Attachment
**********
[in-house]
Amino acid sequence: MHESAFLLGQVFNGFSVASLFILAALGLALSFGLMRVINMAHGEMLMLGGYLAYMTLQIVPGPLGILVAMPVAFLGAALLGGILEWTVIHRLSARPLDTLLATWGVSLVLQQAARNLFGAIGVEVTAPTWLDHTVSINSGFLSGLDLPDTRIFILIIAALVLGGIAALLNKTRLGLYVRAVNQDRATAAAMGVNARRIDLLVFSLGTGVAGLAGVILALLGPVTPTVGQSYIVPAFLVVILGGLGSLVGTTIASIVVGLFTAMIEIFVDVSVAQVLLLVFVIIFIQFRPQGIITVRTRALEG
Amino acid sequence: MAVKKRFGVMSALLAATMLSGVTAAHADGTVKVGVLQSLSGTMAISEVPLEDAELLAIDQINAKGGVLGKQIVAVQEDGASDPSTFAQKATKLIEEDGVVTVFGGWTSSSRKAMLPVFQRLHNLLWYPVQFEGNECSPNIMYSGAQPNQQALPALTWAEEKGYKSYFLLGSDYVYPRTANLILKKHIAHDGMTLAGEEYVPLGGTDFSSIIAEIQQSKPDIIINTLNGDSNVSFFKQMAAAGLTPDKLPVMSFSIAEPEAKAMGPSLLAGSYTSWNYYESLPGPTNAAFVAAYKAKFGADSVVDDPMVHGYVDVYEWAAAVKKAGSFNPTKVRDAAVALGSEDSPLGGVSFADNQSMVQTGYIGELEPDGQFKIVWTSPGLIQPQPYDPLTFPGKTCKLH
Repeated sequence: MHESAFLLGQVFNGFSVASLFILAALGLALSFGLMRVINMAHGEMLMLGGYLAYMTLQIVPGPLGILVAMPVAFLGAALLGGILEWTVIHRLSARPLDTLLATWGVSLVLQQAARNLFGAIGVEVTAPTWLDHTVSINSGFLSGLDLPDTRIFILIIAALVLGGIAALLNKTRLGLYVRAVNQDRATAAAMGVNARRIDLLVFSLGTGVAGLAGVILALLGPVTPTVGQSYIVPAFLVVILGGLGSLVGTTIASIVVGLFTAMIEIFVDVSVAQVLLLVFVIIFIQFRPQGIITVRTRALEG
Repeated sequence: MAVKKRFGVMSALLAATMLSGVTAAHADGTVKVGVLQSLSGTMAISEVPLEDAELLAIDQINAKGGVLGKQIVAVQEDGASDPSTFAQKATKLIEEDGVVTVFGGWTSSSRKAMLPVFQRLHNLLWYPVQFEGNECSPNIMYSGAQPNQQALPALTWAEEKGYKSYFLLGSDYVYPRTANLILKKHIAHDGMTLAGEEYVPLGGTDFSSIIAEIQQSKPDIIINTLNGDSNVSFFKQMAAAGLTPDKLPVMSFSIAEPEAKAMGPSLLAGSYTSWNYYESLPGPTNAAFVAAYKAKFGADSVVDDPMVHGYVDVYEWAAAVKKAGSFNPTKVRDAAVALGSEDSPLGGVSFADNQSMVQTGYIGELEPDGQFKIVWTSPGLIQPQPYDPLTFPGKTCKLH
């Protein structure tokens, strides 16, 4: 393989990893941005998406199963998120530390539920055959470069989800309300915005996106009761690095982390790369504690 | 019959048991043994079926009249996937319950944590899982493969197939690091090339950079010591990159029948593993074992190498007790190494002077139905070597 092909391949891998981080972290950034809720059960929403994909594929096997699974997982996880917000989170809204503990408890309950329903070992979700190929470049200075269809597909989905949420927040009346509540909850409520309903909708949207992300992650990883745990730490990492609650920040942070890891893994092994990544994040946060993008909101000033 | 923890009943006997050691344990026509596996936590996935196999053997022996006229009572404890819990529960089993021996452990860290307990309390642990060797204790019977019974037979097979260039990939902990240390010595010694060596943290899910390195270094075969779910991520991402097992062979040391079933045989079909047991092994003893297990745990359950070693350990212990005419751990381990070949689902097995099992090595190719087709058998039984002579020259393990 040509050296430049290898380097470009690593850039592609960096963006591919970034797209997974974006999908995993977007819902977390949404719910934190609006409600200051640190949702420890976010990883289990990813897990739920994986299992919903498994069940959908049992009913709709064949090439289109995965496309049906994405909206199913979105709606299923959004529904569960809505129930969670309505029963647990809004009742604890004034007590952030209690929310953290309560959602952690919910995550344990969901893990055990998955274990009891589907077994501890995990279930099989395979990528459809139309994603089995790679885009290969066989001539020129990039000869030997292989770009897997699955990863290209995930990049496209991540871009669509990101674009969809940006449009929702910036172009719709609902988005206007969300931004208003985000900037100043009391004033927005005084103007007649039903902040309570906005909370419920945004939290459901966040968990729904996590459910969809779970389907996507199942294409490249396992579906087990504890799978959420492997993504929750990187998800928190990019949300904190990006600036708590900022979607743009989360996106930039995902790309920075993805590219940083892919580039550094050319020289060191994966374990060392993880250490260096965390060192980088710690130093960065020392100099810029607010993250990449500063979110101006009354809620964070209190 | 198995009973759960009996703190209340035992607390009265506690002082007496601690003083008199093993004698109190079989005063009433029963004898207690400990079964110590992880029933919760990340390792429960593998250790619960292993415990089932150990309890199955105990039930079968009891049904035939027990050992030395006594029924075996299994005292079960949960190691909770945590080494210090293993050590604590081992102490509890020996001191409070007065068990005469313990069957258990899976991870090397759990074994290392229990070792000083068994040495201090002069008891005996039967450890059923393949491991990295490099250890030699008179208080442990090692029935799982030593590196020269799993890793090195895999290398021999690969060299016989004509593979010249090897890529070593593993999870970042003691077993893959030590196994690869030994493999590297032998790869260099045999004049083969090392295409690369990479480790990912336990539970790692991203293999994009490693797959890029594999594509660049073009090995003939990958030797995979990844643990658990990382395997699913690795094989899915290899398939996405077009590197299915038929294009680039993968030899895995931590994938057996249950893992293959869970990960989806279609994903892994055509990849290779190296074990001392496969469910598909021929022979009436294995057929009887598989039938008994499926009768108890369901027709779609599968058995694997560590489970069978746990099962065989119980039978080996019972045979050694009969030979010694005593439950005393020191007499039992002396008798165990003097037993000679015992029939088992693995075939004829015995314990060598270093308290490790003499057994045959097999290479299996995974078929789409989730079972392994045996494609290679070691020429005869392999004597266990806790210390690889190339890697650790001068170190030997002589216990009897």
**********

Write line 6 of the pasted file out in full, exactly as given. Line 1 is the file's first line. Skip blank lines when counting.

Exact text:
């Protein structure tokens, strides 16, 4: 393989990893941005998406199963998120530390539920055959470069989800309300915005996106009761690095982390790369504690 | 019959048991043994079926009249996937319950944590899982493969197939690091090339950079010591990159029948593993074992190498007790190494002077139905070597 092909391949891998981080972290950034809720059960929403994909594929096997699974997982996880917000989170809204503990408890309950329903070992979700190929470049200075269809597909989905949420927040009346509540909850409520309903909708949207992300992650990883745990730490990492609650920040942070890891893994092994990544994040946060993008909101000033 | 923890009943006997050691344990026509596996936590996935196999053997022996006229009572404890819990529960089993021996452990860290307990309390642990060797204790019977019974037979097979260039990939902990240390010595010694060596943290899910390195270094075969779910991520991402097992062979040391079933045989079909047991092994003893297990745990359950070693350990212990005419751990381990070949689902097995099992090595190719087709058998039984002579020259393990 040509050296430049290898380097470009690593850039592609960096963006591919970034797209997974974006999908995993977007819902977390949404719910934190609006409600200051640190949702420890976010990883289990990813897990739920994986299992919903498994069940959908049992009913709709064949090439289109995965496309049906994405909206199913979105709606299923959004529904569960809505129930969670309505029963647990809004009742604890004034007590952030209690929310953290309560959602952690919910995550344990969901893990055990998955274990009891589907077994501890995990279930099989395979990528459809139309994603089995790679885009290969066989001539020129990039000869030997292989770009897997699955990863290209995930990049496209991540871009669509990101674009969809940006449009929702910036172009719709609902988005206007969300931004208003985000900037100043009391004033927005005084103007007649039903902040309570906005909370419920945004939290459901966040968990729904996590459910969809779970389907996507199942294409490249396992579906087990504890799978959420492997993504929750990187998800928190990019949300904190990006600036708590900022979607743009989360996106930039995902790309920075993805590219940083892919580039550094050319020289060191994966374990060392993880250490260096965390060192980088710690130093960065020392100099810029607010993250990449500063979110101006009354809620964070209190 | 198995009973759960009996703190209340035992607390009265506690002082007496601690003083008199093993004698109190079989005063009433029963004898207690400990079964110590992880029933919760990340390792429960593998250790619960292993415990089932150990309890199955105990039930079968009891049904035939027990050992030395006594029924075996299994005292079960949960190691909770945590080494210090293993050590604590081992102490509890020996001191409070007065068990005469313990069957258990899976991870090397759990074994290392229990070792000083068994040495201090002069008891005996039967450890059923393949491991990295490099250890030699008179208080442990090692029935799982030593590196020269799993890793090195895999290398021999690969060299016989004509593979010249090897890529070593593993999870970042003691077993893959030590196994690869030994493999590297032998790869260099045999004049083969090392295409690369990479480790990912336990539970790692991203293999994009490693797959890029594999594509660049073009090995003939990958030797995979990844643990658990990382395997699913690795094989899915290899398939996405077009590197299915038929294009680039993968030899895995931590994938057996249950893992293959869970990960989806279609994903892994055509990849290779190296074990001392496969469910598909021929022979009436294995057929009887598989039938008994499926009768108890369901027709779609599968058995694997560590489970069978746990099962065989119980039978080996019972045979050694009969030979010694005593439950005393020191007499039992002396008798165990003097037993000679015992029939088992693995075939004829015995314990060598270093308290490790003499057994045959097999290479299996995974078929789409989730079972392994045996494609290679070691020429005869392999004597266990806790210390690889190339890697650790001068170190030997002589216990009897």